As is the tradition here at Health Law & Policy Matters, towards the end of the year we take stock of what transpired in our respective industries and highlight important legal, regulatory, and business developments. For those of us who monitor the Food and Drug Administration (FDA or the Agency) and counsel FDA-regulated entities, it has certainly been a whirlwind of a year.
2017 began with no clear picture of who would be assuming leadership of the Agency, but also with a brand-new piece of critically important (and bipartisan!) legislation - the 21st Century Cures Act (see our prior posts here) - which imposed new obligations and authorities on FDA that needed to be implemented, operationalized, and fully funded. In early May, Dr. Scott Gottlieb was sworn in as the 23rd Commissioner of FDA and he moved quickly to shift policy priorities in almost every area that the Agency regulates, a goal that in some ways was made more efficient due to the concurrent timing of modernization mandates imposed by the Cures Act. This year's must-pass User Fee Act, the FDA Reauthorization Act or "FDARA" (see our prior posts here) engendered some hand-wringing and political drama over the summer, but was ultimately passed by Congress in August and signed into law. FDARA includes some important policy and programmatic changes for new prescription drugs/biologics, generic drugs, and biosimilars, but it did not contain major wholesale reforms to the Agency's authorities due to the very recent passage of the Cures Act.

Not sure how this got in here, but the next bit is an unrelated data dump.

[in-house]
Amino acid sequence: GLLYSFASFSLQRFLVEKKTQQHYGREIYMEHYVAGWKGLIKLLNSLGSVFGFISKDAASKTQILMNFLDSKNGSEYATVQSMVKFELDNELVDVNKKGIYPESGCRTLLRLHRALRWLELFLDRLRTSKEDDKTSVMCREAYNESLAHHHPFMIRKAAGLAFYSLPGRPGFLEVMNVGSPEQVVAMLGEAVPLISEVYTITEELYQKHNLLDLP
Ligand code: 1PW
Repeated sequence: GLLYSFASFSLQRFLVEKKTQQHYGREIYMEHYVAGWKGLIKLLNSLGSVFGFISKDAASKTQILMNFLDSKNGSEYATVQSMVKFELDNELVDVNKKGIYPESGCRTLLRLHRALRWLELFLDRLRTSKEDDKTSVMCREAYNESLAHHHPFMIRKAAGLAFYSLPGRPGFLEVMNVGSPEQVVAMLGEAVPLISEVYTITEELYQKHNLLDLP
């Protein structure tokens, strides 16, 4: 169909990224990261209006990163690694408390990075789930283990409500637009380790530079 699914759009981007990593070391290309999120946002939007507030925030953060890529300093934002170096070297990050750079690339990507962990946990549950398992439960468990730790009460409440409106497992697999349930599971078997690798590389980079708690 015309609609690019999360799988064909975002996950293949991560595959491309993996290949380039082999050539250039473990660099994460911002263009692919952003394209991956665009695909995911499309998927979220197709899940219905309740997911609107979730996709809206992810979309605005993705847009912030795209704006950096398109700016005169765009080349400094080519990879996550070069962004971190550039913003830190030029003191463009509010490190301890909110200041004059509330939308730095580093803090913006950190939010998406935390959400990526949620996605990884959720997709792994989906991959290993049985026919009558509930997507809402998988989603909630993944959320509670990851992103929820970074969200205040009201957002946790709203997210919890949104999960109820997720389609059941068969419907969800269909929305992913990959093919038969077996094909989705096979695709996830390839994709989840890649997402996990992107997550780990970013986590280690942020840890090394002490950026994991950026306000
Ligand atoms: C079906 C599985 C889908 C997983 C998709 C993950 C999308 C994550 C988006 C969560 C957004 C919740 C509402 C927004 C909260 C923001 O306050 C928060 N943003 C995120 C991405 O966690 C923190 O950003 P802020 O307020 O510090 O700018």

This is the first in a series of three installments that will review the actions FDA took in 2017, reflect on what they may mean for regulated industry, and provide a few predictions for 2018. This first installment, which will be broken up into two posts, focuses on therapeutic products; that is, drugs, biologics, human cells and tissue products, and gene therapies. Our subsequent posts will focus on medical devices and diagnostics, including whole-genome sequencing tests, and digital health and other software-related developments, respectively.
FDA's Drug Competition Action Plan = More Generics and Biosimilars to Market
It will come as no surprise to our regular readers - or to anyone who reads anything for that matter - that high drug prices are a bipartisan "thing" right now and it is all hands on deck to fix the problem. From even before Day 1, given his prior scholarship on this issue, Commissioner Gottlieb was expected to shake things up...